Mounting speakers in the kickpod was a preference from years back, before the advent of easy-to-buy delay processing. The goal was to, as much as possible, equalize the path lengths from left to right for the off-axis listener (both driver and passenger). The method to do this was to mount the drivers as far away from the seats as possible; hence the kickpod location.

Further, most component sets provided as a package come with the intent of door installation, and the drivers are designed with this in mind. The axis of each driver should be mounted in the same plane, aligned as such. Putting one in the kickpod violates the dispersion pattern, potentially, unless you have verified your drivers to operate better with them off axis.

IMO, with current, affordable head units with DSP, you can select both crossover frequencies, as well as delay, all in the digital domain. A nice feature, and as far as I have heard, produces a much improved soundstage. Only for the driver, of course; passenger suffers with confusion. In those instances where you want to please the driver, I would simply turn the delay off and settle for a compromise.

So, my advice would be to go for the door installation, even without a DSP head unit. At some point in the future, you can upgrade the head unit with ease, and the system is prepared for your delay programming.

As far as crossover slopes, I am preferential to a 2nd order or 3rd order electrical, with a likely 3rd or 4th order acoustic. It is mostly dependent on the tweeter, and where you plan to cross it over. Tweeters hate low frequency, and if you plan to go for a 2.5 kHz frequency, a 3rd or 4th order electrical might be better than a 2nd. Again, a DSP head unit gives you the ability to actively cross over, and experiment with various slopes.

tinitus 8th August 2007 01:00 AM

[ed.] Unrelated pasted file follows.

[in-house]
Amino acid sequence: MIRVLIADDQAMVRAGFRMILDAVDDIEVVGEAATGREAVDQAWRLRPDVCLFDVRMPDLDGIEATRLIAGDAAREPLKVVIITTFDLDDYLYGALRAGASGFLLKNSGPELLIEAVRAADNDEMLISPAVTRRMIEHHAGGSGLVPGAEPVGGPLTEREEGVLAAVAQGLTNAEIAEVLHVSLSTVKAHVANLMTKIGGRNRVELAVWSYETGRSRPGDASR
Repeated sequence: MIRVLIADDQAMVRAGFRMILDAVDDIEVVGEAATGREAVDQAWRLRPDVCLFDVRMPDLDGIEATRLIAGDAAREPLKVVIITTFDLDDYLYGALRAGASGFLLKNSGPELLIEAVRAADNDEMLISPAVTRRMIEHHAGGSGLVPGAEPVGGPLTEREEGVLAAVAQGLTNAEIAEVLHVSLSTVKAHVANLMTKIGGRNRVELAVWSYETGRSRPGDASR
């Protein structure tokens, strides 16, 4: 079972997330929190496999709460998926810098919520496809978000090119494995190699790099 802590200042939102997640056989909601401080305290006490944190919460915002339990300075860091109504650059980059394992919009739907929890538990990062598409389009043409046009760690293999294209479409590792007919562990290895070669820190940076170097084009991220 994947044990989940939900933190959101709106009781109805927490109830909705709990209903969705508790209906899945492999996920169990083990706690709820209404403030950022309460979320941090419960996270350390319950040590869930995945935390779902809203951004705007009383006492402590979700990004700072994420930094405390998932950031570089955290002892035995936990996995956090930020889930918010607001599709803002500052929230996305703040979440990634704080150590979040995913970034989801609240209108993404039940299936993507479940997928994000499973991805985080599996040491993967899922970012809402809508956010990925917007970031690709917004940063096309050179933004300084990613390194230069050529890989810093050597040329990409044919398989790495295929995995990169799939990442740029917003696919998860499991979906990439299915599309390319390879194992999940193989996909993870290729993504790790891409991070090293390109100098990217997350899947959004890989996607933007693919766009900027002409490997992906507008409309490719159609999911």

Just a comment to your xo layout... you should place L1 between C2 and L2
And why do you have high pass components on your woofer ... do you cross your sub that high ?

Regarding a 2way, a driver like this would do, apart from not being 4ohm ... is it ok to use paper cone ?

nola000 8th August 2007 11:31 PM

Maybe I haven't been clear up to this point.
Right now I have 2 (soon to be just one) Dayton Quatro 15 inch SUBwoofers in my trunk playing 100Hz down off of my Pioneer DEH-P880PRS being pushed by a Zapco 750.2. This setup will stay this way. No passive crossover on the Dayton sub.
I need to add some highs and mids as Im still crying over my crappy factory 5 inchers up front in my doors and the factory 6x9s in the rear deck in my 2002 Honda Civic coupe. Im was contemplating the setup that is attached with the original post. However Im looking for feedback as this is my first crossover and DIY build. Im open to going 2 way. I chose these specific drivers based on the info provided at And my crossover was designed with the info I learned off of this website...
This website didnt say anything about placing L1 between L2 and C2. So im not sure what that would do. I used the component calculators provided on the website which suggested I follow the narrow band pass chart for configuring the component values for my dayton rs150-4 playing between 100Hz-300Hz and my Vifa PL11WH09-04 playing between 300Hz-4kHz. Im not sure if those are the correct values or not. I just followed what the website ( gave me when I punched in the crossover figures that I chose based on the FR chart of the drivers attained from If it looks wrong to you then tell me why and suggest something else.
So...I think I might go 2-way. But no one has yet to give me a good reason why I shouldnt (in a 2-way system) put my midbass/midrange (Dayton RS150-4) in a kickpod...I mean...what ABOUT the off-axis response? Wouldnt 90 degrees off-axis sound horrible in the midrange frequencies that would be handled by this driver? I would much rather put it in the door and much rather go 2-way as this would make installation a breeze and be alot cheaper. But please, someone make me feel better (using facts and statistics and/or experience) about going 90 degrees off axis in a car door and the sound difference between the 3-way presented in the attached file at the start of the thread and the same drivers minus the Vifa in a 2-way design crossed 100Hz-2.5kHz (the crossover would put the Dayton RS150 at 100Hz-2.5kHz and the Seas tweet 2.5kHz up while my Dayton Quatro 15" still handles 100Hz down off the head unit).